Teri Garr - Actress (Young Frankenstein, Tootsie, Close Encounters and others)
David Humm - NFL quarterback, Oakland Raiders
Natalie Mandzhavidze - NASA Physicist

National Endometriosis Awareness Month
Endometriosis Research Center
World Headquarters
630 Ibis Drive
Delray Beach, FL 34444

Endometriosis is a reproductive and immunological illness affecting millions of women and girls around the world. Mistakenly stigmatized as merely painful periods, Endometriosis is far more than just "killer cramps". There are far to many doctors out there that will tell you "this is all in your head". Too many women out there are suffering needlessly, if your doctor will not help you find one that will!

The far-reaching effects of this Endometriosis can negatively impact all of society. The ERC strives to make a positive difference in the lives of all those affected by the disease. The ERC is an International leader in raising Endometriosis awareness; providing education, encouragement and empowerment to all those living with this illness; facilitating global Endometriosis research efforts; and so much more. Unlike similar organization, the ERC is unique in that we are not fee-based. There are many ways in which the ERC can help you, whether you are a patient, loved one, physician, researcher or media contact. We are dedicated not only to improving the quality of life for those with Endometriosis, but also to continuing our important work with clinicians and researchers all over the world to find more effective treatments for the disease - and ultimately, to find the cure.


When people talk about March, they always mention the lamb and lion thing. Pretty interesting, but frankly, we venture to guess that most folks are happy to see the month go -- under whatever circumstances. Sure, the calendar turns to spring on March 20, but this can be a kind of cruel hoax in some parts of the country, where snow and ice are not necessarily banished yet.
An interesting note is that some skywatchers believe that the lion and lamb saying has a heavenly connection. The constellation Leo, the lion, is rising in the east at the beginning of March, hence the "comes in like a lion," while Aries, the ram, sets in the west at the end of March, and so "will go out like a lamb."

Just a personal note~I guess I should have made myself clear on the post below, the asshat that I was talking about has been out of my life for a very long time. This is just a reminder that abuse comes in many forms and it shows how far I have come since then! For the record, no it was not the father of my children. Thank you for your emails and comments!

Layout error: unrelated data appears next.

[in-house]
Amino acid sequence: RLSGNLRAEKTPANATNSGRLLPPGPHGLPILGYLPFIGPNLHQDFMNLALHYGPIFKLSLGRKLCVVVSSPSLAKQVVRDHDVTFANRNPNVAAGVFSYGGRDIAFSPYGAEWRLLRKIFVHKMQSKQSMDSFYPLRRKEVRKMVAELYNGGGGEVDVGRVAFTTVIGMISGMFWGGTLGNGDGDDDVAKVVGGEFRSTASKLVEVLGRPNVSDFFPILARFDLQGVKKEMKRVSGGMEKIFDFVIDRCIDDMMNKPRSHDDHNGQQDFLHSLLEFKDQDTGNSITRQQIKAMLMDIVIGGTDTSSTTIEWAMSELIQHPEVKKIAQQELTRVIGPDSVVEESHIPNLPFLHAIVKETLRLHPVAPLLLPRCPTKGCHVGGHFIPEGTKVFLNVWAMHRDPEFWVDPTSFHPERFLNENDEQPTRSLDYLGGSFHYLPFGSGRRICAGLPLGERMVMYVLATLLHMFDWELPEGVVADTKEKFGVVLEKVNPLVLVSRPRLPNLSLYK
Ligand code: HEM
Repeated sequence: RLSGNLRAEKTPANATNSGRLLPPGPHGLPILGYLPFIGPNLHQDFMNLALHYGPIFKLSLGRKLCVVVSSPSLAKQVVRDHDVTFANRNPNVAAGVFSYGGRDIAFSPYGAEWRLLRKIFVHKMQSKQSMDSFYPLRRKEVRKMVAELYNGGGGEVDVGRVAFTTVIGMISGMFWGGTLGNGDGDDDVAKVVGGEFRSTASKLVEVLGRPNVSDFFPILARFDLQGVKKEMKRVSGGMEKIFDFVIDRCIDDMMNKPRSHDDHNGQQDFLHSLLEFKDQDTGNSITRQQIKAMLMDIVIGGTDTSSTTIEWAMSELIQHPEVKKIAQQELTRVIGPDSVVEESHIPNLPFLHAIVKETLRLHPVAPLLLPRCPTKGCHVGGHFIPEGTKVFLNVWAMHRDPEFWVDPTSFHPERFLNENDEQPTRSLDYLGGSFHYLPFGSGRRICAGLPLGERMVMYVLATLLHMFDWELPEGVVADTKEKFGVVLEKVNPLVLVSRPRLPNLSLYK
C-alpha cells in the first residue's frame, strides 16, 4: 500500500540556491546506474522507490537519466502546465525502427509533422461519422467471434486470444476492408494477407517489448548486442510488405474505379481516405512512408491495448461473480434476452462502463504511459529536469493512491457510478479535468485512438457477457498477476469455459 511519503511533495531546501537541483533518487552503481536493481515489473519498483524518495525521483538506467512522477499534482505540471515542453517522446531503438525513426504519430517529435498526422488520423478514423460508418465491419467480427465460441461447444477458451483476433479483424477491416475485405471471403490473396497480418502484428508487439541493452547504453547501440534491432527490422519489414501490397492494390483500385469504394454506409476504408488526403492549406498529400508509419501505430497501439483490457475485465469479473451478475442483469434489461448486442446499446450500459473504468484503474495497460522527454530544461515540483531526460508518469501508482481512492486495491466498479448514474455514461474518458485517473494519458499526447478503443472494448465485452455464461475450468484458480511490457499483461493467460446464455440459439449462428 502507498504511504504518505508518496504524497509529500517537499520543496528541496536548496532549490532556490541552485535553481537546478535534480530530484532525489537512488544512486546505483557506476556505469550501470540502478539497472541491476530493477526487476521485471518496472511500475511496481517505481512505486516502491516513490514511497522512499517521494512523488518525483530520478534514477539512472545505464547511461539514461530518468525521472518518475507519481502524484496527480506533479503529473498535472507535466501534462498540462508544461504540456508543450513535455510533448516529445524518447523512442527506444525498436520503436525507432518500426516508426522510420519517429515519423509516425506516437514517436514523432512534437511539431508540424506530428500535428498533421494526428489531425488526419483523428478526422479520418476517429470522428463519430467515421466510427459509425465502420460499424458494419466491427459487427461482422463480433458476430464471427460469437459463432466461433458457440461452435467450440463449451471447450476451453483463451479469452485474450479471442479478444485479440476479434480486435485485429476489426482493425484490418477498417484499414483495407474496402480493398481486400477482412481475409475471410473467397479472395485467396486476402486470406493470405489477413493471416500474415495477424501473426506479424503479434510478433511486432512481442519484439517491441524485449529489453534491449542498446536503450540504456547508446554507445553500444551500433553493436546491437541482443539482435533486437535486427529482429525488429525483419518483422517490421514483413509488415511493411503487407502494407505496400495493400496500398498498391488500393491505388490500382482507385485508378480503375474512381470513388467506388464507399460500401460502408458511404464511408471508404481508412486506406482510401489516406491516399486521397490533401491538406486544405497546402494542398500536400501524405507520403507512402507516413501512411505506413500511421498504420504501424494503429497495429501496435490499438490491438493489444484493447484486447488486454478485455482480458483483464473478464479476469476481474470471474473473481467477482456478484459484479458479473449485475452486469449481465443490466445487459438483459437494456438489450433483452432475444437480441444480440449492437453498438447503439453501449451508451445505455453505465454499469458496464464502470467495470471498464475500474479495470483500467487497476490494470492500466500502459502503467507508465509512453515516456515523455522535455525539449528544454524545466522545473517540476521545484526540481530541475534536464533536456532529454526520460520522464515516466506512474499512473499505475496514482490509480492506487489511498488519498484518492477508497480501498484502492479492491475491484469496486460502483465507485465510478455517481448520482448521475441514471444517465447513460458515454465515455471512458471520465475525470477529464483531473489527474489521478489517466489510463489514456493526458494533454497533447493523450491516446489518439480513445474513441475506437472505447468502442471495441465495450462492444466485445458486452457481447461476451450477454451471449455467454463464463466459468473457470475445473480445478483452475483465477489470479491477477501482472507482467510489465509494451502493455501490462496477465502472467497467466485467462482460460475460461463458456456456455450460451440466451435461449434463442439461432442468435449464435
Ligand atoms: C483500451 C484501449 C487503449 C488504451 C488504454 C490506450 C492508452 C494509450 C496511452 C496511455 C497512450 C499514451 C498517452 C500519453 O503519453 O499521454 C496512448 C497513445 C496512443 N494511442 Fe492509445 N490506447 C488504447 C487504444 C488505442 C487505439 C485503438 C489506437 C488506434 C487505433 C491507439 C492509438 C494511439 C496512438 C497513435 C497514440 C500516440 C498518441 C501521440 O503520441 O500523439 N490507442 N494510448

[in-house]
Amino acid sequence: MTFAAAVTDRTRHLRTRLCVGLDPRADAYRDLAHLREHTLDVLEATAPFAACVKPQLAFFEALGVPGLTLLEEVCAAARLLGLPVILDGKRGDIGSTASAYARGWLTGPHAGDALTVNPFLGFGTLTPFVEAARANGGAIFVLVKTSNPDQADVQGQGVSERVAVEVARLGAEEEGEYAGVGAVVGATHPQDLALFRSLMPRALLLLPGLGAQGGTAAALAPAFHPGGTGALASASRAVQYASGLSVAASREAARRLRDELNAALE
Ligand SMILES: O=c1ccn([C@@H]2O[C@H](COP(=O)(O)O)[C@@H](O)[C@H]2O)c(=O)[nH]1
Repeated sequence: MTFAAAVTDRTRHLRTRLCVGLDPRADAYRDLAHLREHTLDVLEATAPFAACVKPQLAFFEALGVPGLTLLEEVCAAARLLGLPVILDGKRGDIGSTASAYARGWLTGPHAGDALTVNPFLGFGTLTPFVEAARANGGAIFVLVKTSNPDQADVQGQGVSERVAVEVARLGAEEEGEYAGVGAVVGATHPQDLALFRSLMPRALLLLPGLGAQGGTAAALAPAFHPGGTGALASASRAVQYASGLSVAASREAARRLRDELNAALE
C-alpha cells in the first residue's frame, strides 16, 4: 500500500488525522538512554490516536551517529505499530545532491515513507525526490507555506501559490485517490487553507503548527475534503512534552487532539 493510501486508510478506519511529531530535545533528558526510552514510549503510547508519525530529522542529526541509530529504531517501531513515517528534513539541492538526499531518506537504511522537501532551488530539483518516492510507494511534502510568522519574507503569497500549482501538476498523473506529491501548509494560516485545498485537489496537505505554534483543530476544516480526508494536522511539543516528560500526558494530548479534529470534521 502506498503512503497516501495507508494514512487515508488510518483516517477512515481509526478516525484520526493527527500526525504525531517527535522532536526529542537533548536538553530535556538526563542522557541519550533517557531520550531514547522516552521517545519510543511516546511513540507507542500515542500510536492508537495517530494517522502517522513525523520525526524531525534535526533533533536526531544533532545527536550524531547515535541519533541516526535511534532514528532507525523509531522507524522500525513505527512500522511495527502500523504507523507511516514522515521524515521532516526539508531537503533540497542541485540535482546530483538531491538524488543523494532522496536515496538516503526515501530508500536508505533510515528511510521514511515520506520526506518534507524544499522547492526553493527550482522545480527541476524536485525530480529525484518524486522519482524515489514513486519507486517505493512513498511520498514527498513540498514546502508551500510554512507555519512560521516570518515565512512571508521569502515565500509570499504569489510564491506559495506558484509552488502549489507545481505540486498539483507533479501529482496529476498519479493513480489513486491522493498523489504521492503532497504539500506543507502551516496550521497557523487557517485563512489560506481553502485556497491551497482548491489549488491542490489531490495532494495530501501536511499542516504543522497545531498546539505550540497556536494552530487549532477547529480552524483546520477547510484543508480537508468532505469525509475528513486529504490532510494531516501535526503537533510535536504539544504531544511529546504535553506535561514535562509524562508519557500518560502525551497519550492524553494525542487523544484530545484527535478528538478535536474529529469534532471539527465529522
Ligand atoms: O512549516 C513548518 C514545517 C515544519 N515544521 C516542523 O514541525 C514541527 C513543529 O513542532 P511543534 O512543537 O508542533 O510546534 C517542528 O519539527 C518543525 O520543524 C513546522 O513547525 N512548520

Now lets all have a great month!

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N Posted by Rain at 3/01/2007 12:01:00 AM


  • Blogger choochoo posted at 8:40 AM  
    I'm not sure wether I'd call this weather a lion or a lamb. What's in between?

    Maybe really big goat, or something...
  • Anonymous Candy posted at 9:25 AM  
    I adore choochoo's site..she is so funny!

    All I know is that I want to get laid more in the month of March! What do you say..are you with me on this Miss Rainy?

    I will see you on Friday night! Maybe you-know-who will be there ;)
  • Anonymous T. posted at 10:25 AM  
    Damm, the pirate girl is hot! Not as hot as you, ;) I will just call her second in line!

    I think the month of March will be a lamb, in So. California anyway!

    Love you always,

    P.S you know I will be there on Friday, I would not miss it for anything.
  • Anonymous Rav`N posted at 8:12 PM  
    it should be cooling down for us in March but so far the first week of March promises to be a scorcher.

    Btw, my aunt worked in the TBI recovery ward of a Hospital here as the head physio. She has some sad and some very amazing stories to tell. Most of her patients sustained their injuries from automotive accidents.
  • Blogger marie posted at 11:33 AM  
    Hey there. Just wante dto say heelo. Sorry to be MIA. Have been swamped at the office.
  • Blogger jedimerc posted at 12:59 PM  
    For some, March did sweep in like a lion (the storms in the Midwest and Deep South), but for others more lamb-ish... It was cooler than normal , but nice...
  • Blogger COLORADO BOB posted at 6:55 PM  
    For awhile there I collected head injuries like some people do coins or stamps.

    Here's yer "Atta Girl" for working on the site. It looks wonderful.

    Colorado Bob
  • Anonymous tom posted at 10:37 PM  
    March came in wet so it should go out Happy! Let extend my thanks to Benita as well !!